docnyt
May 23, 2011, 01:30 PM
Already doing pushups, sit-ups and pullups. Just wanted to have something with resistance not requiring a spotter.

Oh and did I mention I started biking? That's another wallet cruncher. Bought a Trek Gary Fjsher Montare without knowing what it was at the bike shop. Turns out it is one of the top end models.

Getting back on topic. Seriously though you can probably get a good workup lugging around gear and ammo to the range, especially if you bring 2 or 3 rifles and 4 to 5 handguns and the associated paraphernalia.

.

CoRoMo
May 23, 2011, 01:36 PM
Nope.

I got a gym-quality treadmill a couple years ago, off craigslist, for $50. This thing is all of 400+ lbs and still operating wonderfully. I was on it just this morning, and there is just something about starting the day with cardio exercise. Makes the whole day go so much better; mentally, emotionally, physically, etc.

I can't much stand lifting weights though.

The only gun I own that I could let go for $50 is my Hi Point, but for that price, I might as well keep it.

ForumSurfer
May 23, 2011, 01:39 PM
Getting back on topic. Seriously though you can probably get a good workup lugging around gear and ammo to the range, especially if you bring 2 or 3 rifles and 4 to 5 handguns and the associated paraphernalia.

Factor in 2 kids, reactive targets, various calibers and platforms...and you have quite a bit to be lugging around in the hot, humid south. Luckily, kids can be used as pack mules. :neener:

That doesn't keep me in shape, though. Honestly it does nothing for me. Staying in shape allows me to do it without wearing myself out and I'm not so spent afterwards, other than my wallet.

elano
May 23, 2011, 08:01 PM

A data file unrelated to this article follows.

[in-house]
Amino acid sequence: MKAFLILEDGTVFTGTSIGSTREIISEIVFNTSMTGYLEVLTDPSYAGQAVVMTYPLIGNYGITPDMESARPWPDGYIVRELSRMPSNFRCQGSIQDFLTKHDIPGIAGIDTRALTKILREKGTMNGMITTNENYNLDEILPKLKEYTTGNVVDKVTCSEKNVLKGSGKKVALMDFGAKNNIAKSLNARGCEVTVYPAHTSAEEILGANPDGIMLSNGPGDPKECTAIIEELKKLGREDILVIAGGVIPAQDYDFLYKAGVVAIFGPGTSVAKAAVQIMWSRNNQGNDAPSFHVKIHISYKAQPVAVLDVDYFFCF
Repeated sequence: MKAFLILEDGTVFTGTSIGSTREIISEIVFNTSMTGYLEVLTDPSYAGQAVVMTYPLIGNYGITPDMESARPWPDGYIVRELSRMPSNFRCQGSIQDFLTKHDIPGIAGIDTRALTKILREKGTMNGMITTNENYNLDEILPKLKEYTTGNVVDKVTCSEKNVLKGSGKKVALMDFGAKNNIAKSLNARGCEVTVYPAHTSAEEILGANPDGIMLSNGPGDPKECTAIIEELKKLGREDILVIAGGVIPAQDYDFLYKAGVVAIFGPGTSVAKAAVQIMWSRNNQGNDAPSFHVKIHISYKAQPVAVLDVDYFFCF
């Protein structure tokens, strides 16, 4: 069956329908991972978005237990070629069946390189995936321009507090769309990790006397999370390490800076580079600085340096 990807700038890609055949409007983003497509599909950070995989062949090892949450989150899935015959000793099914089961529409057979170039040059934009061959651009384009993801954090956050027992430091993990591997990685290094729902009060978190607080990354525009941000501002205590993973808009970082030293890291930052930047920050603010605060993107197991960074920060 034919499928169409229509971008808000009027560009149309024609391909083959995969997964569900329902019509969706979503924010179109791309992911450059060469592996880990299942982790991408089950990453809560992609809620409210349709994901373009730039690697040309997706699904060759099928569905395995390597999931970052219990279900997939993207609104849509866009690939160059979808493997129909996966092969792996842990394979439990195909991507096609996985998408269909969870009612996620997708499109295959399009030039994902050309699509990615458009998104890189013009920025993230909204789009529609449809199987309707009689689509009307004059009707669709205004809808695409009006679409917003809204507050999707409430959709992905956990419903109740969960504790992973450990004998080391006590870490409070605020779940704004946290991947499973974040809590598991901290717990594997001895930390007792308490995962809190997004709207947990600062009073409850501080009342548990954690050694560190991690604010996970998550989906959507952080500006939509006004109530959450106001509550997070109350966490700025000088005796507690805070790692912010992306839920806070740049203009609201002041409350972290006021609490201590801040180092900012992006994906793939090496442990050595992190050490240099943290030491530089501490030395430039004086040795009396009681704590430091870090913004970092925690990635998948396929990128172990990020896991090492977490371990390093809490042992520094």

It's been my experience that you have to MAKE TIME to work out. Think about it if you can't make time to go to the gym are you really going to make time to bowflex? I'm talking getting up 2 hours early to lift before work. Gotta do what you gotta do. Anyways good luck with your bowflex. I hope you reach your fitness goals!

kozak6
May 23, 2011, 08:12 PM
Even though it's too late now...

I would have sold whatever was most replaceable, and bought a bench and a real weight set instead of some gimmicky Bowflex.

With dumbbells, you can pretty much do all the exercises you'd do with a barbell, and you don't need a spotter since they are more easily managed. Furthermore, they are more versatile and allow a wider range of exercises.

Selling it and using the cash for a gym membership would also have been a very good option.

The hardest part is making time for exercise. If you can get into a routine of regular exercise, it really makes it a lot easier.

ForumSurfer
May 24, 2011, 12:56 AM
The hardest part is making time for exercise. If you can get into a routine of regular exercise, it really makes it a lot easier.

I'll second that to the nth degree. Sometimes life gets in the way and I have to sacrifice range time for gym time. I feel fairly confident in my shooting ability, but I like as much practice as I can afford. I will gladly sacrifice range time for gym time when given the chance as my health is far more important in my mind. Like someone else said, the difference that you feel in every day life is astounding.